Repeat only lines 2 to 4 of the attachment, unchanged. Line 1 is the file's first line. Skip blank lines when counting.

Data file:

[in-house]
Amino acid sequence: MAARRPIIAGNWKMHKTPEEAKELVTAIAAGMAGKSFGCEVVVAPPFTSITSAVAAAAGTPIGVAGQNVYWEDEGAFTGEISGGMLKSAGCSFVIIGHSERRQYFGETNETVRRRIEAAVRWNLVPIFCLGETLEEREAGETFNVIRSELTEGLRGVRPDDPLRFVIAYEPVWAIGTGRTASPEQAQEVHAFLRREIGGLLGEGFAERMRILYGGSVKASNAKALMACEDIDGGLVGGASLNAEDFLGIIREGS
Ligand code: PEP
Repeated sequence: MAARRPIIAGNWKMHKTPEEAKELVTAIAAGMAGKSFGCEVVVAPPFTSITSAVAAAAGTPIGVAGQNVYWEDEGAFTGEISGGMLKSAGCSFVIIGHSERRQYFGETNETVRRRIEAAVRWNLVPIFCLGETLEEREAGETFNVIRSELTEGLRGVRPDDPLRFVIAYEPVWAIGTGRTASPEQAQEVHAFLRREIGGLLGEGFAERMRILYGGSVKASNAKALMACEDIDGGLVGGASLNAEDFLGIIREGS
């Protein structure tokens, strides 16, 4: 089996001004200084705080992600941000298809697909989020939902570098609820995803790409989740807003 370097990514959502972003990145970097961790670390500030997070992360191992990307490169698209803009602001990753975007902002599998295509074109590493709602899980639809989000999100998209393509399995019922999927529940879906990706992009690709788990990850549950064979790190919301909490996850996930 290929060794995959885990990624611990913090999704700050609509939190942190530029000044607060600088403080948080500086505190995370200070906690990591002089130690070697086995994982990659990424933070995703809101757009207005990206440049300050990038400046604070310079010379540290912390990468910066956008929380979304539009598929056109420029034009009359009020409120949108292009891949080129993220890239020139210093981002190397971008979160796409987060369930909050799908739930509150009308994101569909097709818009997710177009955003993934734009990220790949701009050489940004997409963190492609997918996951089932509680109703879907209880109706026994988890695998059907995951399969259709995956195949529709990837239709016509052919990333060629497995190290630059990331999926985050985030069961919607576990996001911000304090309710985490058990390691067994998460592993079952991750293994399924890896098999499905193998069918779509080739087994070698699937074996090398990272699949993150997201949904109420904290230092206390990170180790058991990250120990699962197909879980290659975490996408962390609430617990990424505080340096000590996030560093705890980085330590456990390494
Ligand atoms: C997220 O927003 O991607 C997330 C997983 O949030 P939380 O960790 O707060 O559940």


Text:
Amino acid sequence: MAARRPIIAGNWKMHKTPEEAKELVTAIAAGMAGKSFGCEVVVAPPFTSITSAVAAAAGTPIGVAGQNVYWEDEGAFTGEISGGMLKSAGCSFVIIGHSERRQYFGETNETVRRRIEAAVRWNLVPIFCLGETLEEREAGETFNVIRSELTEGLRGVRPDDPLRFVIAYEPVWAIGTGRTASPEQAQEVHAFLRREIGGLLGEGFAERMRILYGGSVKASNAKALMACEDIDGGLVGGASLNAEDFLGIIREGS
Ligand code: PEP
Repeated sequence: MAARRPIIAGNWKMHKTPEEAKELVTAIAAGMAGKSFGCEVVVAPPFTSITSAVAAAAGTPIGVAGQNVYWEDEGAFTGEISGGMLKSAGCSFVIIGHSERRQYFGETNETVRRRIEAAVRWNLVPIFCLGETLEEREAGETFNVIRSELTEGLRGVRPDDPLRFVIAYEPVWAIGTGRTASPEQAQEVHAFLRREIGGLLGEGFAERMRILYGGSVKASNAKALMACEDIDGGLVGGASLNAEDFLGIIREGS